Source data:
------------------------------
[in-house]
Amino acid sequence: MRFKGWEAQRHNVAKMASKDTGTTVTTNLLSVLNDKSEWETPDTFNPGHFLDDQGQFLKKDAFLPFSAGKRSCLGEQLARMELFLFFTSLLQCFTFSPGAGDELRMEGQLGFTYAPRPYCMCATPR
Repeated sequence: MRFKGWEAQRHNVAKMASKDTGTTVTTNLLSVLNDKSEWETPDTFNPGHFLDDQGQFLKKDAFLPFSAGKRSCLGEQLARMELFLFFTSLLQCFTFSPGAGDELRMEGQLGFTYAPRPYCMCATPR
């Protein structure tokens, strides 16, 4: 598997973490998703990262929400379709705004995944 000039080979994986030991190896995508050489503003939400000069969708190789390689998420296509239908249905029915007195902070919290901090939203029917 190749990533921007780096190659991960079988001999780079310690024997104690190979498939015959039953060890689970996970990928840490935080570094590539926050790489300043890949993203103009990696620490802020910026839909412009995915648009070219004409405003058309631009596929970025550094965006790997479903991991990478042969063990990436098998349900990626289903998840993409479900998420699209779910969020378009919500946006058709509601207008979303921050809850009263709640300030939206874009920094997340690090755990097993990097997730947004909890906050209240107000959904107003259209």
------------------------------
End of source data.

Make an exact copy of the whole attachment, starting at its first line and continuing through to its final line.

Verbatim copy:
[in-house]
Amino acid sequence: MRFKGWEAQRHNVAKMASKDTGTTVTTNLLSVLNDKSEWETPDTFNPGHFLDDQGQFLKKDAFLPFSAGKRSCLGEQLARMELFLFFTSLLQCFTFSPGAGDELRMEGQLGFTYAPRPYCMCATPR
Repeated sequence: MRFKGWEAQRHNVAKMASKDTGTTVTTNLLSVLNDKSEWETPDTFNPGHFLDDQGQFLKKDAFLPFSAGKRSCLGEQLARMELFLFFTSLLQCFTFSPGAGDELRMEGQLGFTYAPRPYCMCATPR
């Protein structure tokens, strides 16, 4: 598997973490998703990262929400379709705004995944 000039080979994986030991190896995508050489503003939400000069969708190789390689998420296509239908249905029915007195902070919290901090939203029917 190749990533921007780096190659991960079988001999780079310690024997104690190979498939015959039953060890689970996970990928840490935080570094590539926050790489300043890949993203103009990696620490802020910026839909412009995915648009070219004409405003058309631009596929970025550094965006790997479903991991990478042969063990990436098998349900990626289903998840993409479900998420699209779910969020378009919500946006058709509601207008979303921050809850009263709640300030939206874009920094997340690090755990097993990097997730947004909890906050209240107000959904107003259209």